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Wednesday, September 22, 2010

A Matter of Degree

I've got to run and make final preparations for the Festival of Sukkot tonight. My wife has just e-mailed me some more items for the shopping list. We are having guests.

And so, I wish everyone Chag Sameach Sukkot!

But before signing off, I feel inspired to post my thoughts on a recent legal development:

Ayal Rosenthal, a CPA with PriceWaterhouse Coopers (for the uninitiated, PwC is a major accounting firm), copped a guilty plea on some insider trading charges, and got a 60-day sentence. Rosenthal was enrolled in New York University's MBA program at the time, and had even worked there as a Teaching Assistant in a Professional Responsibility course.

NYU decided that Rosenthal was unworthy of an MBA degree, so Rosenthal sued. And Judge Lewis Kaplan, sitting on the bench of the Federal District Court of the Southern District of New York, upheld NYU.

I am no great fan of NYU. They do get quite snotty from time to time (and I have been professionally involved in a case in which questionable ethics on the part of certain key players in the upper reaches of the NYU hierarchy played a role). NYU, then, does not have the firmest standing to deliver the morality lecture.

But Rosenthal is no better than NYU. He, too, has a nefarious arrogance about him, and he needs humility more than he needs an MBA degree.

In my book, Rosenthal and NYU are in pari delicto (Latin for equally at fault). And where parties are in pari delicto, the courts tend to leave the parties as they stand. The pari delicto theory did not play any role in Judge Kaplan's rationale, but the result is the same.

NYU's denial of Rosenthal's MBA has, in a broad sense, ever so slightly prevented my own MBA (not from NYU) from cheapening in value.

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Monday, September 20, 2010

Judgment without being Judgmental

We're coming off of Yom Kippur, and heading into Sukkoth. I have completed the Yom Kippur fast, and have done about 90% of the work on my Sukkah. My main malady now is fatigue.

Justice Carol Edmead of the New York State Supreme Court, New York County, has come down with a number of notable decisions of late. Before Carol played the politics and got herself a black judge's robe to wear, she assisted me in obtaining a particular elusive credential as an attorney, so it pleases me all the more that she is proving to be a credit to the bench. She has called her cases as she sees them, let the chips fall where they may, and kept her personal and political biases in the irrelevant column.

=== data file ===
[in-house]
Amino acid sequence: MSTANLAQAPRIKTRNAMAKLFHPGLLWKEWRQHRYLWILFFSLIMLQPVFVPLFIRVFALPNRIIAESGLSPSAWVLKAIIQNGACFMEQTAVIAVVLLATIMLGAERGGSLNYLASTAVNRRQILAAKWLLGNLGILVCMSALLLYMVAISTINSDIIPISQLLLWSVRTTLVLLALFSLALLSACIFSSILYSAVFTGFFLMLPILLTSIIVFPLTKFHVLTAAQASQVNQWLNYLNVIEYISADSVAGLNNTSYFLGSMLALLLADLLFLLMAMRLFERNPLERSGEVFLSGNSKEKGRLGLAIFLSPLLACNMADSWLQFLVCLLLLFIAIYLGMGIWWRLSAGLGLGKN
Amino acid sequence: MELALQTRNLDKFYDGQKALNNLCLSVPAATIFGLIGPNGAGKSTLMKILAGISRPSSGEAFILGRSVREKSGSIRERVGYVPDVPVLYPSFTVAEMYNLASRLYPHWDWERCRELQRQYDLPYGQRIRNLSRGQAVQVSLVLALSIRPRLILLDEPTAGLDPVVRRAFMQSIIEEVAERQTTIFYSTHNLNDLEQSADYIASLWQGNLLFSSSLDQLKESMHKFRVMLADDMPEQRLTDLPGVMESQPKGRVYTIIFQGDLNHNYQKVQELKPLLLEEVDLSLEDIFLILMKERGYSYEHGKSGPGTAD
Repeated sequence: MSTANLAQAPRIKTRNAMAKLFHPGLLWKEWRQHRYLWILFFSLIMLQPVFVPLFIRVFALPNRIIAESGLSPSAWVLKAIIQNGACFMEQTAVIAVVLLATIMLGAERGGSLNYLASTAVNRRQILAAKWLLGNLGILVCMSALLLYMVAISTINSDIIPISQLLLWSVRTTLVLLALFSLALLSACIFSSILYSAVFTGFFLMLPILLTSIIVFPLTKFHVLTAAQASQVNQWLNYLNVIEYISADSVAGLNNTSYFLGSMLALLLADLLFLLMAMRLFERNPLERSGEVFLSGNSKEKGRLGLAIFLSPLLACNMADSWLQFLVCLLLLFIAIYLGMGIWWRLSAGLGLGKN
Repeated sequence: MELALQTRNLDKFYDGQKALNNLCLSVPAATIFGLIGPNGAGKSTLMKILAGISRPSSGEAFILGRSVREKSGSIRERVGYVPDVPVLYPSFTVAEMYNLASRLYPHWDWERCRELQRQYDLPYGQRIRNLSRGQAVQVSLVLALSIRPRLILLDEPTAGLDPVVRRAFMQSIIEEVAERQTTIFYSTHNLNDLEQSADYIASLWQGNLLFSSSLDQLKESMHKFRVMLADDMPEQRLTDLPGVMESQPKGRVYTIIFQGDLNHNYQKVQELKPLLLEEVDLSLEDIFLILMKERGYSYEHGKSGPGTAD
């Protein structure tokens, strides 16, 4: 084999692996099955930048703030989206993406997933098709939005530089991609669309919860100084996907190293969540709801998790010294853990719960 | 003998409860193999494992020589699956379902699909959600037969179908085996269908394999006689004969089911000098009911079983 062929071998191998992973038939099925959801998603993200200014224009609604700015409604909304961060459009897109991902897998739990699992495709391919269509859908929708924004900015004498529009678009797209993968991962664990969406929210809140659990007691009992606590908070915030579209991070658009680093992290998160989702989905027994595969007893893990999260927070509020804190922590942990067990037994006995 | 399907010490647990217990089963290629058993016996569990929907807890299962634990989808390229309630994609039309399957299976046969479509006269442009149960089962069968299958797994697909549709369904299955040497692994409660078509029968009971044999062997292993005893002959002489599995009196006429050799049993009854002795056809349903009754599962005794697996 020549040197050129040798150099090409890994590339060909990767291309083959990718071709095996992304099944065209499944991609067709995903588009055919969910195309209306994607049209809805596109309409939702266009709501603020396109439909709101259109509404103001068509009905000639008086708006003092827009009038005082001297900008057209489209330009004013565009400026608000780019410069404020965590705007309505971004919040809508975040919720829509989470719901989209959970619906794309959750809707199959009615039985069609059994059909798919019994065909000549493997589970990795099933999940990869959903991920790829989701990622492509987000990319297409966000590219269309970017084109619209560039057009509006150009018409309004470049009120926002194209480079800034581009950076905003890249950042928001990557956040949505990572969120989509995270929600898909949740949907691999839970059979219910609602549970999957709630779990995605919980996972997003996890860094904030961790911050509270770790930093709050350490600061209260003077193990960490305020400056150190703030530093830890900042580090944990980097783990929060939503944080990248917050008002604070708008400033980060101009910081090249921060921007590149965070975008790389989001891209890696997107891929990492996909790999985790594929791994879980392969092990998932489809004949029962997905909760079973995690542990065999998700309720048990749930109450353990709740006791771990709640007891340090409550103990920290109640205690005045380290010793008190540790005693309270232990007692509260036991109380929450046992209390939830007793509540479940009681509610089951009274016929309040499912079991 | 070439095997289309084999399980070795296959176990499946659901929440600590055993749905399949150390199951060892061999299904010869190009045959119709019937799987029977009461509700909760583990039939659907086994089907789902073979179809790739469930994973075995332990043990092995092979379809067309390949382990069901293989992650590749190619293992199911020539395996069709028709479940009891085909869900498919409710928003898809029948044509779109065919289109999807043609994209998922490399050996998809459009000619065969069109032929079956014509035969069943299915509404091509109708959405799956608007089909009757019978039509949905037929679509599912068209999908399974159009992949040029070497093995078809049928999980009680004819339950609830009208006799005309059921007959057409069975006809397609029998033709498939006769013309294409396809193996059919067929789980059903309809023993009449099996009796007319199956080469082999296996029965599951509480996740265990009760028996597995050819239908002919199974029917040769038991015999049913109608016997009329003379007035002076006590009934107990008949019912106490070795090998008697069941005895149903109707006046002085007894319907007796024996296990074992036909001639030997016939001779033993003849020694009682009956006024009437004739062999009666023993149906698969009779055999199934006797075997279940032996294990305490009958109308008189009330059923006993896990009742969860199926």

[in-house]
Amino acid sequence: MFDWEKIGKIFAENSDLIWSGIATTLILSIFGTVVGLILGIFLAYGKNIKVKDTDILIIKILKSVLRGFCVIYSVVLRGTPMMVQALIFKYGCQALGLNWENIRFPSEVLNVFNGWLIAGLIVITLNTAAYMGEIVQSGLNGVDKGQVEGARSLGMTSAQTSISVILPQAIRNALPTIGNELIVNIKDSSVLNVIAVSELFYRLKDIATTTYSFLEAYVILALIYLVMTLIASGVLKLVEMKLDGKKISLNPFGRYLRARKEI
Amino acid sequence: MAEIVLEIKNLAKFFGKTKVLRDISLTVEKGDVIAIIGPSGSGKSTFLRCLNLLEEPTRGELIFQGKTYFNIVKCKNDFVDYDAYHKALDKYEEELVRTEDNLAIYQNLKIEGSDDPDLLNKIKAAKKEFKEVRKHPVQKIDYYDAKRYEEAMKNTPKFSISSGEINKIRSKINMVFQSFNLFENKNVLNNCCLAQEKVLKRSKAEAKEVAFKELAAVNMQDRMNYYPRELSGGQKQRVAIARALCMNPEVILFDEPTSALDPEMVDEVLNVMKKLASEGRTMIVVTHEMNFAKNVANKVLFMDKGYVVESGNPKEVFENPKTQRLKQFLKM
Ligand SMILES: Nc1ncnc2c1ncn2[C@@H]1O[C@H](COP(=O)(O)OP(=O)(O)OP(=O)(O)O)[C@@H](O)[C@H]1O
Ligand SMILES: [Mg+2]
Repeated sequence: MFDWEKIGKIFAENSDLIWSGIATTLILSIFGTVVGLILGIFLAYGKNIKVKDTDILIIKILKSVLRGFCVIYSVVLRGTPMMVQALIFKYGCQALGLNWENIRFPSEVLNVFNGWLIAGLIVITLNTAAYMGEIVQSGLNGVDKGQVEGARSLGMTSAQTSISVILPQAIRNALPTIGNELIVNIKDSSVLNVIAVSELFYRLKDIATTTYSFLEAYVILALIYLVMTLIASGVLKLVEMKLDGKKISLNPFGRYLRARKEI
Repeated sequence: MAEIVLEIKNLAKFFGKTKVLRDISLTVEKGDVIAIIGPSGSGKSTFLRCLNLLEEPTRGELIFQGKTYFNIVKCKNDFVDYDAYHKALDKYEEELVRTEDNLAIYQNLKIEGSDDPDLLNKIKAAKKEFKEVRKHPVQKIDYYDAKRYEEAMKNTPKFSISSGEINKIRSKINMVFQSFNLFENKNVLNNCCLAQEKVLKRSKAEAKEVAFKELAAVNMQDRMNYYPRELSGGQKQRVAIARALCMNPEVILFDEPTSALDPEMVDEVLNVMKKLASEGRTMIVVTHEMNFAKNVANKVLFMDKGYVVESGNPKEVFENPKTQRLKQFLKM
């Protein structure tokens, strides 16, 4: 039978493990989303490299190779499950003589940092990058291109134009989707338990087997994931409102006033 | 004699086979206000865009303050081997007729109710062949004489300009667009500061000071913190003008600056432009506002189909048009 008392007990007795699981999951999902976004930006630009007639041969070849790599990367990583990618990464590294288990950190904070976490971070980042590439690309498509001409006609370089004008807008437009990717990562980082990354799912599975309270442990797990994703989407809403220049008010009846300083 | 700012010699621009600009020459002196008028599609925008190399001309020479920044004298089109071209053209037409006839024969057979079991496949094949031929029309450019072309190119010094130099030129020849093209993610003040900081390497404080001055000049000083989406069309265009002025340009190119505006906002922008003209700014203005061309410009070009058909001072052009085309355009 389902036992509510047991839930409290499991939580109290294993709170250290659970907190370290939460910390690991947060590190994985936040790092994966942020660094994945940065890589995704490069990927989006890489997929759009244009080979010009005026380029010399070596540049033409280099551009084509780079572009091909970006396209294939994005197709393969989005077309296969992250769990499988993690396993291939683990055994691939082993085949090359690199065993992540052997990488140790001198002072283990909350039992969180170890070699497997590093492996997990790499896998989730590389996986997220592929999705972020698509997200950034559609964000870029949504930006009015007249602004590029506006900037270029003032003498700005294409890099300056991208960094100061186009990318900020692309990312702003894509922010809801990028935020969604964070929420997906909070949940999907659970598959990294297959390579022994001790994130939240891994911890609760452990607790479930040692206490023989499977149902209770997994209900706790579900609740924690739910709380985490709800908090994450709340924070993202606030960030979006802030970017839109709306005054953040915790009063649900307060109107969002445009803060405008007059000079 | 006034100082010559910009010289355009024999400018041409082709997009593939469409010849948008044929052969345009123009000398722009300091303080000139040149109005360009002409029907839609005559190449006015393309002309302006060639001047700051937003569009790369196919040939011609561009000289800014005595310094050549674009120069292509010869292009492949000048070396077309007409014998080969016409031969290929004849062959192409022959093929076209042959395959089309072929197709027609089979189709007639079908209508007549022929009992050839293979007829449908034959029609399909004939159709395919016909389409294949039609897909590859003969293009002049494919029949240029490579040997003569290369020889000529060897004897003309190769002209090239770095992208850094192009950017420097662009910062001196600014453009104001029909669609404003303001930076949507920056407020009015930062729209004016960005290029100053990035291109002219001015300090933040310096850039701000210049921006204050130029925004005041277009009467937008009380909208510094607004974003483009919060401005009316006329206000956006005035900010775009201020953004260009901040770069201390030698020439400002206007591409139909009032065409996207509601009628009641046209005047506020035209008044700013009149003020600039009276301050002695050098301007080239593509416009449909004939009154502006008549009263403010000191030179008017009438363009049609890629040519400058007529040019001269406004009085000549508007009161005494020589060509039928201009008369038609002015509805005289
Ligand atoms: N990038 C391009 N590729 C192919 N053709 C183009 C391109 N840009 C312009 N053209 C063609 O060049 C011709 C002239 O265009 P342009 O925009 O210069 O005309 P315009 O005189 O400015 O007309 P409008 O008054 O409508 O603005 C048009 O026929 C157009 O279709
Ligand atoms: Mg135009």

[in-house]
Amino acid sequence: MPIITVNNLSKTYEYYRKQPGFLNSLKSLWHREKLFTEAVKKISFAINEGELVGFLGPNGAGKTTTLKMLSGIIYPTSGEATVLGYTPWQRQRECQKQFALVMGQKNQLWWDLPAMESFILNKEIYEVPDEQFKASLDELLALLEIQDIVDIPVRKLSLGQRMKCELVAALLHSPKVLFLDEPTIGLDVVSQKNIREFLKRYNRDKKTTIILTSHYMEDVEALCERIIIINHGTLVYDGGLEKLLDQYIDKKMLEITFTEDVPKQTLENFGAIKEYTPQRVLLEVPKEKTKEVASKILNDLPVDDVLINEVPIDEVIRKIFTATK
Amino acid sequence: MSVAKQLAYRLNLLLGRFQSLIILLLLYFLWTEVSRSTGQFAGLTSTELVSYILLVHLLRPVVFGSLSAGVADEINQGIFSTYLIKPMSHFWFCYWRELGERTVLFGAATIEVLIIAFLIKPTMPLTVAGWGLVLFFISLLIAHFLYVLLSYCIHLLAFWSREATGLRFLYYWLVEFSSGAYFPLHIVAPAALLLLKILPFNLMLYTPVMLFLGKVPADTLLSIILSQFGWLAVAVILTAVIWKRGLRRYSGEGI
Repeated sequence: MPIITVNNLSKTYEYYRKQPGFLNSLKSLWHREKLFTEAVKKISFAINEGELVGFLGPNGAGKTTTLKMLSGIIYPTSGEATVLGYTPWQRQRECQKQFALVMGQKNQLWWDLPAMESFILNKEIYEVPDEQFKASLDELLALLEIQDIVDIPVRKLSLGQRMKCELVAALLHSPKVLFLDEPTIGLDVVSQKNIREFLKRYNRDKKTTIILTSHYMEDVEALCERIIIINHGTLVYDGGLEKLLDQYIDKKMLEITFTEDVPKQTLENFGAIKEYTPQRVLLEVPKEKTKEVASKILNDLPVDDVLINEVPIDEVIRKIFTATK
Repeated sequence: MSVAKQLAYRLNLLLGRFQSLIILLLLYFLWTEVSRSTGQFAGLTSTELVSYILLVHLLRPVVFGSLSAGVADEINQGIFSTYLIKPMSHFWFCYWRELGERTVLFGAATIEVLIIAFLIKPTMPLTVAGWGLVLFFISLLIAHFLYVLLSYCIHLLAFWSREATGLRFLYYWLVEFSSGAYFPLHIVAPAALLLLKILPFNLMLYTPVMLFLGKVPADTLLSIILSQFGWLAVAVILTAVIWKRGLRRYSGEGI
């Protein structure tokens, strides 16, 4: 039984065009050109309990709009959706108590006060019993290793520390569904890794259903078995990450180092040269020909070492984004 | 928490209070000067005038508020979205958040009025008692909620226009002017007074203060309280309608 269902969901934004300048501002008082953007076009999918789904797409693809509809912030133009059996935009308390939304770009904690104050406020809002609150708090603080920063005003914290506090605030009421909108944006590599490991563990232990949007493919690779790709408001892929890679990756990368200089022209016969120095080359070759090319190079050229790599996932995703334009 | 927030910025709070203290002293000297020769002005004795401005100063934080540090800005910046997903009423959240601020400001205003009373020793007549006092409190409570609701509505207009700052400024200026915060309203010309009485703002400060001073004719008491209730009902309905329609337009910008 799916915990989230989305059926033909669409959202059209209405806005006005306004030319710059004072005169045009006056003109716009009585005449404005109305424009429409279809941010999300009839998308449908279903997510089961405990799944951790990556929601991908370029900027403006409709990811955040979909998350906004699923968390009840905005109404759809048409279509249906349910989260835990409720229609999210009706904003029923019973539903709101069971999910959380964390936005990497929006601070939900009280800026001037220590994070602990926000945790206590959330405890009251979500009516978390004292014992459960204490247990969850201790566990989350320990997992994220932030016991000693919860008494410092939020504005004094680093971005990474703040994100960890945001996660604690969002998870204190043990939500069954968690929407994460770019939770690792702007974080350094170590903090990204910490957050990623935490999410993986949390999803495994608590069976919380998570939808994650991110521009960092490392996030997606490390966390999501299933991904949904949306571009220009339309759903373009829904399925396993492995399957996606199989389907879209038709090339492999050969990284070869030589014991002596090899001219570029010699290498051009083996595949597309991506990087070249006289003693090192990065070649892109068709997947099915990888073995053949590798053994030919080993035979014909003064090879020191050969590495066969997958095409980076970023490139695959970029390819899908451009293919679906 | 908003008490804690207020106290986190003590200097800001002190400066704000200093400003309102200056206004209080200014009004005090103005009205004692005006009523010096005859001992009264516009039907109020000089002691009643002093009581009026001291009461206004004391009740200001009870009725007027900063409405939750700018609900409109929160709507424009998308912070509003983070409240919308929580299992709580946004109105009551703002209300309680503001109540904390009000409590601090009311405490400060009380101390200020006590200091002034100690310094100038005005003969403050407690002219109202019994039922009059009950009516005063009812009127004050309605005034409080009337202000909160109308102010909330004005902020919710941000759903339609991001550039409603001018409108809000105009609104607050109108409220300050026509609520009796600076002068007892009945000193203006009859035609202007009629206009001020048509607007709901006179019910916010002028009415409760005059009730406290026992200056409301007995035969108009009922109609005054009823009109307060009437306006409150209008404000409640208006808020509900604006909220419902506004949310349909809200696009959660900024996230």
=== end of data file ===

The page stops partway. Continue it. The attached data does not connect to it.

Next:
One such case is Matter of Urban Justice Center v. New York Police Department, decided about 3 weeks ago. It is a relatively lengthy read of legal mumbo jumbo, necessitated by the very technical nature of the issues involved. To spare the reader's time, I shall distill its essence as follows:

The Urban Justice Center, a non-profit legal and social services corporation, has a "Sex Workers Project" division whose reason for being is to protect the rights of the so-called "Sex Workers." SWP is now studying the legal ramifications of certain types of sexual behavior which do not involve penetrative contact, including the so-called "BDSM" (bondage, dominance, sadism and masochism). To such end, SWP has requested, under New York's Freedom of Information Law, certain documents from the New York Police Department. The documents consist of the NYPD's training manuals as to arrests for prostitution (Category 1) and memos and manuals of policies and investigation records of bondage and domination establishments (Category 2). The NYPD denied the request, and UJC/SWP's appeal fortuitously hit Justice Edmead's chambers.

Justice Edmead upheld NYPD's denial of the Category 1 documents, in light of the risks to the integrity of the NYPD's operations and the safety of its officers. Category 2 documents were required to be produced, however.